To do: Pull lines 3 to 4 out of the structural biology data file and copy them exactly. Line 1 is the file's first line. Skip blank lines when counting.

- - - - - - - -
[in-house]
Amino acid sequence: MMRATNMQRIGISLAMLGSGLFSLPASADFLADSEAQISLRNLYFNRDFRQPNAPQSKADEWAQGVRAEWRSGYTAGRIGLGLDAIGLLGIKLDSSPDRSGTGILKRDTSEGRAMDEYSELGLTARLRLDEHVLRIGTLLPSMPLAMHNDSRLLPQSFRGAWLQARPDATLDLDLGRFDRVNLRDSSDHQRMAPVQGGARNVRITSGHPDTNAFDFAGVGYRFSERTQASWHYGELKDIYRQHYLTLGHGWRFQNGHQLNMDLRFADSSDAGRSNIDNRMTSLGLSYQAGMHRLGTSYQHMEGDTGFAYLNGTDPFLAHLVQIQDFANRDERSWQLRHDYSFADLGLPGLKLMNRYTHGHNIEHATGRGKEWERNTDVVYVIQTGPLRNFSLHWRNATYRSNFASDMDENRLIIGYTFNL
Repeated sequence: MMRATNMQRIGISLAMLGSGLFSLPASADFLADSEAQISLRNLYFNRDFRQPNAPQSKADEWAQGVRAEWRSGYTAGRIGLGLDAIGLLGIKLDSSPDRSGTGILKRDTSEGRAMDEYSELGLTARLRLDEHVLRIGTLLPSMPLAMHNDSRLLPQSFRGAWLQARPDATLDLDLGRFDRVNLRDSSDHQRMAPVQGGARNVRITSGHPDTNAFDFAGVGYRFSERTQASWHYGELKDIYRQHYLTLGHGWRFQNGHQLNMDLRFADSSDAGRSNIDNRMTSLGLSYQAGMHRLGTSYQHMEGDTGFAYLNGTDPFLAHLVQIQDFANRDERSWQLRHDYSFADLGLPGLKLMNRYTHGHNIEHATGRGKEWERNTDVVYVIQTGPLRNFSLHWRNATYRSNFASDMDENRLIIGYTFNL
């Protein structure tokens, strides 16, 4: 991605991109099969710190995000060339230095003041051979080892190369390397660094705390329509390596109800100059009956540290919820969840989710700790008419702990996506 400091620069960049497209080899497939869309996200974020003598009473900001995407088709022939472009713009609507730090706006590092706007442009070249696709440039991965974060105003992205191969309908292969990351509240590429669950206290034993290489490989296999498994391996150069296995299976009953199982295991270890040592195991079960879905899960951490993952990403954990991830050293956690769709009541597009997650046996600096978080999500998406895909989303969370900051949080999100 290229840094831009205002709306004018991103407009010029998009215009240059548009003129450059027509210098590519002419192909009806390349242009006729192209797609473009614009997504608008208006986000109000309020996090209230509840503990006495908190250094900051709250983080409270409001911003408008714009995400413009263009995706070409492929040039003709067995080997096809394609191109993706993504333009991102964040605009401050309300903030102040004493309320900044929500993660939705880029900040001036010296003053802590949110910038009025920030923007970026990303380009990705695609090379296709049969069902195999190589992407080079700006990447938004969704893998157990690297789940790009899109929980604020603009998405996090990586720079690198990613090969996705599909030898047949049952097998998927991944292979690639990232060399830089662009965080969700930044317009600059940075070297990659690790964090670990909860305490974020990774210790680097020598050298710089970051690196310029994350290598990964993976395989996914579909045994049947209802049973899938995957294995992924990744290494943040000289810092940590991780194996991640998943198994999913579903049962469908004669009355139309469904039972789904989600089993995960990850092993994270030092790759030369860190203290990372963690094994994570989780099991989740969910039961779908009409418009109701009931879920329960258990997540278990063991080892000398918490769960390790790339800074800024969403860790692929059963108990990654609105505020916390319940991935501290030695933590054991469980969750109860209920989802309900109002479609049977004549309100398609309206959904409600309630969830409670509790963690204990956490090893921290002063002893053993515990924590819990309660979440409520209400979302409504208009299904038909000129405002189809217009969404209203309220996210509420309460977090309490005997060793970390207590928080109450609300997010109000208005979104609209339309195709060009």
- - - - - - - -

Repeated sequence: MMRATNMQRIGISLAMLGSGLFSLPASADFLADSEAQISLRNLYFNRDFRQPNAPQSKADEWAQGVRAEWRSGYTAGRIGLGLDAIGLLGIKLDSSPDRSGTGILKRDTSEGRAMDEYSELGLTARLRLDEHVLRIGTLLPSMPLAMHNDSRLLPQSFRGAWLQARPDATLDLDLGRFDRVNLRDSSDHQRMAPVQGGARNVRITSGHPDTNAFDFAGVGYRFSERTQASWHYGELKDIYRQHYLTLGHGWRFQNGHQLNMDLRFADSSDAGRSNIDNRMTSLGLSYQAGMHRLGTSYQHMEGDTGFAYLNGTDPFLAHLVQIQDFANRDERSWQLRHDYSFADLGLPGLKLMNRYTHGHNIEHATGRGKEWERNTDVVYVIQTGPLRNFSLHWRNATYRSNFASDMDENRLIIGYTFNL
């Protein structure tokens, strides 16, 4: 991605991109099969710190995000060339230095003041051979080892190369390397660094705390329509390596109800100059009956540290919820969840989710700790008419702990996506 400091620069960049497209080899497939869309996200974020003598009473900001995407088709022939472009713009609507730090706006590092706007442009070249696709440039991965974060105003992205191969309908292969990351509240590429669950206290034993290489490989296999498994391996150069296995299976009953199982295991270890040592195991079960879905899960951490993952990403954990991830050293956690769709009541597009997650046996600096978080999500998406895909989303969370900051949080999100 290229840094831009205002709306004018991103407009010029998009215009240059548009003129450059027509210098590519002419192909009806390349242009006729192209797609473009614009997504608008208006986000109000309020996090209230509840503990006495908190250094900051709250983080409270409001911003408008714009995400413009263009995706070409492929040039003709067995080997096809394609191109993706993504333009991102964040605009401050309300903030102040004493309320900044929500993660939705880029900040001036010296003053802590949110910038009025920030923007970026990303380009990705695609090379296709049969069902195999190589992407080079700006990447938004969704893998157990690297789940790009899109929980604020603009998405996090990586720079690198990613090969996705599909030898047949049952097998998927991944292979690639990232060399830089662009965080969700930044317009600059940075070297990659690790964090670990909860305490974020990774210790680097020598050298710089970051690196310029994350290598990964993976395989996914579909045994049947209802049973899938995957294995992924990744290494943040000289810092940590991780194996991640998943198994999913579903049962469908004669009355139309469904039972789904989600089993995960990850092993994270030092790759030369860190203290990372963690094994994570989780099991989740969910039961779908009409418009109701009931879920329960258990997540278990063991080892000398918490769960390790790339800074800024969403860790692929059963108990990654609105505020916390319940991935501290030695933590054991469980969750109860209920989802309900109002479609049977004549309100398609309206959904409600309630969830409670509790963690204990956490090893921290002063002893053993515990924590819990309660979440409520209400979302409504208009299904038909000129405002189809217009969404209203309220996210509420309460977090309490005997060793970390207590928080109450609300997010109000208005979104609209339309195709060009």